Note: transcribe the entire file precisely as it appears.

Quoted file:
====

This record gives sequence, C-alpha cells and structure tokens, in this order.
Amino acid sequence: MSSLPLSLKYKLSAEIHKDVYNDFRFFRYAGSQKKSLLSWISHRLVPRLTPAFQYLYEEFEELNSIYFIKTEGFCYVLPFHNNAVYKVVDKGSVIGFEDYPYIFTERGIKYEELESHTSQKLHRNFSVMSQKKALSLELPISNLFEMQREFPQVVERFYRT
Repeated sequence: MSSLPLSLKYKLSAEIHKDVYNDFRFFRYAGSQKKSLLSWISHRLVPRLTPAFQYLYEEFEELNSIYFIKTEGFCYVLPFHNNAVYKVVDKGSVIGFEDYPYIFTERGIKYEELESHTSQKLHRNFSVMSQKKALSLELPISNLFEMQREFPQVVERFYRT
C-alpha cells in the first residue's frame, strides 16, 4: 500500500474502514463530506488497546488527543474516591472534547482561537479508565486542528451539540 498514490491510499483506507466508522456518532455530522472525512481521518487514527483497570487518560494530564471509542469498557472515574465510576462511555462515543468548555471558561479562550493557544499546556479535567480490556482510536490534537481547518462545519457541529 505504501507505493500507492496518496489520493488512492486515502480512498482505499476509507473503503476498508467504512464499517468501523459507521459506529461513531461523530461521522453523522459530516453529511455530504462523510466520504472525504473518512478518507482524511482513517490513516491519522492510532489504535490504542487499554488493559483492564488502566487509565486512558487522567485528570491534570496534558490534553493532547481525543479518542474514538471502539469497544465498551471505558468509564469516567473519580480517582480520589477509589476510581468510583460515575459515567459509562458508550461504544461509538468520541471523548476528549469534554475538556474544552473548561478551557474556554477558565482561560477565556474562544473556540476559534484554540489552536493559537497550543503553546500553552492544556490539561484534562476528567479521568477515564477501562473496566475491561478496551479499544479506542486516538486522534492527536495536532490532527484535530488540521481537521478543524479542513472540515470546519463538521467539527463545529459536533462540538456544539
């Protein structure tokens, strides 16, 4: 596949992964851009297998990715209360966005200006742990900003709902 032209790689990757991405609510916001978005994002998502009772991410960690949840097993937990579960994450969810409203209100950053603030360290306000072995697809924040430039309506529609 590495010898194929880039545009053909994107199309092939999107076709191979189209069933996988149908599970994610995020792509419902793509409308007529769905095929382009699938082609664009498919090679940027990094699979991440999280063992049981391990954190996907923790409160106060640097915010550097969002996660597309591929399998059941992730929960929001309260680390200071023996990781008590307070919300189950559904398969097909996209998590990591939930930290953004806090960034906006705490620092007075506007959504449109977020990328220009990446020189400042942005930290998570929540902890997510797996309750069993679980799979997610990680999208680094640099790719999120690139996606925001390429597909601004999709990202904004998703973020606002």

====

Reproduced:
This record gives sequence, C-alpha cells and structure tokens, in this order.
Amino acid sequence: MSSLPLSLKYKLSAEIHKDVYNDFRFFRYAGSQKKSLLSWISHRLVPRLTPAFQYLYEEFEELNSIYFIKTEGFCYVLPFHNNAVYKVVDKGSVIGFEDYPYIFTERGIKYEELESHTSQKLHRNFSVMSQKKALSLELPISNLFEMQREFPQVVERFYRT
Repeated sequence: MSSLPLSLKYKLSAEIHKDVYNDFRFFRYAGSQKKSLLSWISHRLVPRLTPAFQYLYEEFEELNSIYFIKTEGFCYVLPFHNNAVYKVVDKGSVIGFEDYPYIFTERGIKYEELESHTSQKLHRNFSVMSQKKALSLELPISNLFEMQREFPQVVERFYRT
C-alpha cells in the first residue's frame, strides 16, 4: 500500500474502514463530506488497546488527543474516591472534547482561537479508565486542528451539540 498514490491510499483506507466508522456518532455530522472525512481521518487514527483497570487518560494530564471509542469498557472515574465510576462511555462515543468548555471558561479562550493557544499546556479535567480490556482510536490534537481547518462545519457541529 505504501507505493500507492496518496489520493488512492486515502480512498482505499476509507473503503476498508467504512464499517468501523459507521459506529461513531461523530461521522453523522459530516453529511455530504462523510466520504472525504473518512478518507482524511482513517490513516491519522492510532489504535490504542487499554488493559483492564488502566487509565486512558487522567485528570491534570496534558490534553493532547481525543479518542474514538471502539469497544465498551471505558468509564469516567473519580480517582480520589477509589476510581468510583460515575459515567459509562458508550461504544461509538468520541471523548476528549469534554475538556474544552473548561478551557474556554477558565482561560477565556474562544473556540476559534484554540489552536493559537497550543503553546500553552492544556490539561484534562476528567479521568477515564477501562473496566475491561478496551479499544479506542486516538486522534492527536495536532490532527484535530488540521481537521478543524479542513472540515470546519463538521467539527463545529459536533462540538456544539
């Protein structure tokens, strides 16, 4: 596949992964851009297998990715209360966005200006742990900003709902 032209790689990757991405609510916001978005994002998502009772991410960690949840097993937990579960994450969810409203209100950053603030360290306000072995697809924040430039309506529609 590495010898194929880039545009053909994107199309092939999107076709191979189209069933996988149908599970994610995020792509419902793509409308007529769905095929382009699938082609664009498919090679940027990094699979991440999280063992049981391990954190996907923790409160106060640097915010550097969002996660597309591929399998059941992730929960929001309260680390200071023996990781008590307070919300189950559904398969097909996209998590990591939930930290953004806090960034906006705490620092007075506007959504449109977020990328220009990446020189400042942005930290998570929540902890997510797996309750069993679980799979997610990680999208680094640099790719999120690139996606925001390429597909601004999709990202904004998703973020606002």